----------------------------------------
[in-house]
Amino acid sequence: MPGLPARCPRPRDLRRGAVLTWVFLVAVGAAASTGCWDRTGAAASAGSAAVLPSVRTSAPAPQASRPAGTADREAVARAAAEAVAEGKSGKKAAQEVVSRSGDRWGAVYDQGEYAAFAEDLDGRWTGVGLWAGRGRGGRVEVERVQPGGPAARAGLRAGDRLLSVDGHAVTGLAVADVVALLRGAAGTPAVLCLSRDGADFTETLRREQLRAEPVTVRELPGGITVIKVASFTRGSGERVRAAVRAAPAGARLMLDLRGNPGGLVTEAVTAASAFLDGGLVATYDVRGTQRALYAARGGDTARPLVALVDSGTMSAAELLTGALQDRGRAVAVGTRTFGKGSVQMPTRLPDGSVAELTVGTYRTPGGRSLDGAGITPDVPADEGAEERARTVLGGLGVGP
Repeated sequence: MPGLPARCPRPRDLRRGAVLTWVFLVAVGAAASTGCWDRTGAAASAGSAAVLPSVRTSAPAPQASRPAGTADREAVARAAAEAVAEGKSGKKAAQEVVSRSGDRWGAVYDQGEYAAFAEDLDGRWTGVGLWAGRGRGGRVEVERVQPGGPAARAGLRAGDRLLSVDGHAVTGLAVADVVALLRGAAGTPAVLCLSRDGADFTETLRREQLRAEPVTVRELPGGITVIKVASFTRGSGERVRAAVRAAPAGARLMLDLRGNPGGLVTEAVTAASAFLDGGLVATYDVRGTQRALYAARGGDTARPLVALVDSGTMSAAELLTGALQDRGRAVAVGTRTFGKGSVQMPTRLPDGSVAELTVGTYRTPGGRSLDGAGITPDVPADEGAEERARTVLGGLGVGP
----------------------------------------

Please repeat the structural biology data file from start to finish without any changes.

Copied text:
[in-house]
Amino acid sequence: MPGLPARCPRPRDLRRGAVLTWVFLVAVGAAASTGCWDRTGAAASAGSAAVLPSVRTSAPAPQASRPAGTADREAVARAAAEAVAEGKSGKKAAQEVVSRSGDRWGAVYDQGEYAAFAEDLDGRWTGVGLWAGRGRGGRVEVERVQPGGPAARAGLRAGDRLLSVDGHAVTGLAVADVVALLRGAAGTPAVLCLSRDGADFTETLRREQLRAEPVTVRELPGGITVIKVASFTRGSGERVRAAVRAAPAGARLMLDLRGNPGGLVTEAVTAASAFLDGGLVATYDVRGTQRALYAARGGDTARPLVALVDSGTMSAAELLTGALQDRGRAVAVGTRTFGKGSVQMPTRLPDGSVAELTVGTYRTPGGRSLDGAGITPDVPADEGAEERARTVLGGLGVGP
Repeated sequence: MPGLPARCPRPRDLRRGAVLTWVFLVAVGAAASTGCWDRTGAAASAGSAAVLPSVRTSAPAPQASRPAGTADREAVARAAAEAVAEGKSGKKAAQEVVSRSGDRWGAVYDQGEYAAFAEDLDGRWTGVGLWAGRGRGGRVEVERVQPGGPAARAGLRAGDRLLSVDGHAVTGLAVADVVALLRGAAGTPAVLCLSRDGADFTETLRREQLRAEPVTVRELPGGITVIKVASFTRGSGERVRAAVRAAPAGARLMLDLRGNPGGLVTEAVTAASAFLDGGLVATYDVRGTQRALYAARGGDTARPLVALVDSGTMSAAELLTGALQDRGRAVAVGTRTFGKGSVQMPTRLPDGSVAELTVGTYRTPGGRSLDGAGITPDVPADEGAEERARTVLGGLGVGP